A vulnerable God, and surrender

We’re currently producing a show featuring Jean Vanier, a wise old man who has spent his life doing charity work with mentally disabled individuals around the world. Although he’s Christian, his words and his gentleness are unsettling in their beauty and have given me plenty to think about as a Muslim. His notions of God’s vulnerability, in particular, make me understand the word islam better than I ever have. (I’m going to delve into the kind of theological matters I don’t typically discuss. I mean, yes, I do talk about religion often enough, but my own spiritual bent is difficult for me to pin down, even though I’m coming from an Islamic perspective. So I’ll be talking about God as a reality more than I usually do. That’s even uncomfortable for me to do because I think God is something that we are incapable of talking about well using language. It’s awkward, and language is limiting because of its precision and linearity. I’ll be addressing that awkwardness in this post, as well.) Read more

Approaching Ed Husain and The Islamist

One person we’re pursuing for an interview is Ed Husain, British Muslim and author of the controversial book The Islamist. We have a copy of his book at the office, and I picked it up and read it voraciously over the past few days. This upcoming show is one I desperately want us to get right.

Let’s talk a bit about the book first. I’m going to drop a few spoilers, so if you’re planning to read it, I suggest you skip ahead a bit (or even wait until you’ve read the book). Read more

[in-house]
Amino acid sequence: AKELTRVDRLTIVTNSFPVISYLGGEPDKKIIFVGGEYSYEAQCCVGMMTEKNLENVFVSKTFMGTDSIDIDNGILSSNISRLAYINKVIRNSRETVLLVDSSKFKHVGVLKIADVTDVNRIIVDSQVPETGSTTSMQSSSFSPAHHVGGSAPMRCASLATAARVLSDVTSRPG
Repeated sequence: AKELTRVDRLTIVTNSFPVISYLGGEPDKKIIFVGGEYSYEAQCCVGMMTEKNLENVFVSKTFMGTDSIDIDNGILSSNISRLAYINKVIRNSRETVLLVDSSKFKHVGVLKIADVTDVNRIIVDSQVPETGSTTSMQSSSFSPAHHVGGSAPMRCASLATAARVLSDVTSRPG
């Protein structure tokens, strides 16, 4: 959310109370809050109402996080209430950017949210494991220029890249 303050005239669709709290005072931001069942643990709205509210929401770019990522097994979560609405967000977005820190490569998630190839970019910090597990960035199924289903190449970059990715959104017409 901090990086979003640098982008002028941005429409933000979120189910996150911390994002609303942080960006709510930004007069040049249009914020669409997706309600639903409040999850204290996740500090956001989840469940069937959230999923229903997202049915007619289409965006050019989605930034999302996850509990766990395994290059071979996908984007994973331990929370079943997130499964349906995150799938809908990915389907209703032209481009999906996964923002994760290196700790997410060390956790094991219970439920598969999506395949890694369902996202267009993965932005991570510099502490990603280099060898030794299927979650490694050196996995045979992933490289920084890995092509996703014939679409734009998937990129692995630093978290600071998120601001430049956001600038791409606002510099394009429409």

At The Corner of Crescent and Sainte-Catherine

The cosmopolitan city of Montreal is home to immigrants from every corner of the world, including a vibrant Muslim community. But how will Muslims react when a government commission addresses the misplaced discontent of non-Muslims toward this growing, visible community? Read more

Religion and the search for beauty

During an all-hours-of-the-night conversation with one of my best friends, I was asked by him, strictly from a place of genuine curiosity, how someone as educated and intelligent as I appear to be could “fall for” or “buy into” religion (“fairy tales, wizards and magic” as he put it). It’s a valid question, one I’ve been asked before in some form. I’ve always found it difficult to deliver the kind of succinct answer that would satisfy such a question. To be honest, I myself ask myself regularly how or why I believe what I do. Not because I think I’m in danger of losing my faith or anything like that, but because I am genuinely curious about the path I’ve taken, and about the mechanics of this device that operates in my soul. Read more

Thoughts on Little Mosque on the Prairie

I just finished watching the first episode of Little Mosque on the Prairie. Actually, we managed to get the press kit from the CBC, for the sake of our CKUT radio show. Part of the press kit was a DVD with the first episode.

There seems to be an inordinate amount of “buzz” (God, I hate that word) around this show. We’re finally showing the “normal” side of North American Muslims. Frankly, the mass media has failed, thus far, to really deal with Islam outside of the context of fundamentalism or extremism, so this is a refreshing change. It’s also, in my view, representative of the continuing Islamic renaissance here in the West. Read more

Optimism vs. cynicism

Strange morning. I was listening to CBC Radio as I usually do. On The Current, they interviewed George Monbiot, a writer for The Guardian, who was talking about air travel within the context of global climate change. Pretty heavy stuff. I agree with all of it. We’re sitting in a closed garage with the car running, essentially, and rather than turn the car off, we’re just enjoying getting high off the fumes. Wonderful. (And for the record, yes, I own a car.)

Anyway, an hour later, on Sounds Like Canada, on comes Bruce Mau, a designer who recently published a think piece in The Walrus called “Optimism: Imagining The Future.”